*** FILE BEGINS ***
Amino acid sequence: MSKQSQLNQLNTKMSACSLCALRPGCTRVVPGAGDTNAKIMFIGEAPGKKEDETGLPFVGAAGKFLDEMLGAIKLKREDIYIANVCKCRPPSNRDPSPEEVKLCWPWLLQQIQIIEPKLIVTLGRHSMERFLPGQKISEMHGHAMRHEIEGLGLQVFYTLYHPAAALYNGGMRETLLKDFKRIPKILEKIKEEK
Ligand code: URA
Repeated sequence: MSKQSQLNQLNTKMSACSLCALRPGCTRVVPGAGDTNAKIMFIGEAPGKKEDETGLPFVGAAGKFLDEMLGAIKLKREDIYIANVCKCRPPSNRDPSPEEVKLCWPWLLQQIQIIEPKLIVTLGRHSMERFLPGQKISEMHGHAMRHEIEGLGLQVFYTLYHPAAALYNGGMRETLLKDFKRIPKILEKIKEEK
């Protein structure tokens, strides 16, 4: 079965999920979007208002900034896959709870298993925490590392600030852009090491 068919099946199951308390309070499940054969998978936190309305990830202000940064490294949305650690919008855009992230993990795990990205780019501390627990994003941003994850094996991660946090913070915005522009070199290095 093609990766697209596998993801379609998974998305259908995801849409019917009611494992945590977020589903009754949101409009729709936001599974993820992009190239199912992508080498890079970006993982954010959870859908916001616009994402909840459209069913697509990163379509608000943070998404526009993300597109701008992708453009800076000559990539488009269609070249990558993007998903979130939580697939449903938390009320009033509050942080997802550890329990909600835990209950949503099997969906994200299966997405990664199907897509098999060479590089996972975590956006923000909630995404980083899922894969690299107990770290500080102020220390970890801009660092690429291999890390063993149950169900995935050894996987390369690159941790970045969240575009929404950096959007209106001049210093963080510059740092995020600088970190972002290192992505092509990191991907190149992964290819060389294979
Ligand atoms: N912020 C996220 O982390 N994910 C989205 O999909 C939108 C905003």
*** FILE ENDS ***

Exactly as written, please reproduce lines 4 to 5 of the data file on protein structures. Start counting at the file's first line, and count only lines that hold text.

């Protein structure tokens, strides 16, 4: 079965999920979007208002900034896959709870298993925490590392600030852009090491 068919099946199951308390309070499940054969998978936190309305990830202000940064490294949305650690919008855009992230993990795990990205780019501390627990994003941003994850094996991660946090913070915005522009070199290095 093609990766697209596998993801379609998974998305259908995801849409019917009611494992945590977020589903009754949101409009729709936001599974993820992009190239199912992508080498890079970006993982954010959870859908916001616009994402909840459209069913697509990163379509608000943070998404526009993300597109701008992708453009800076000559990539488009269609070249990558993007998903979130939580697939449903938390009320009033509050942080997802550890329990909600835990209950949503099997969906994200299966997405990664199907897509098999060479590089996972975590956006923000909630995404980083899922894969690299107990770290500080102020220390970890801009660092690429291999890390063993149950169900995935050894996987390369690159941790970045969240575009929404950096959007209106001049210093963080510059740092995020600088970190972002290192992505092509990191991907190149992964290819060389294979
Ligand atoms: N912020 C996220 O982390 N994910 C989205 O999909 C939108 C905003």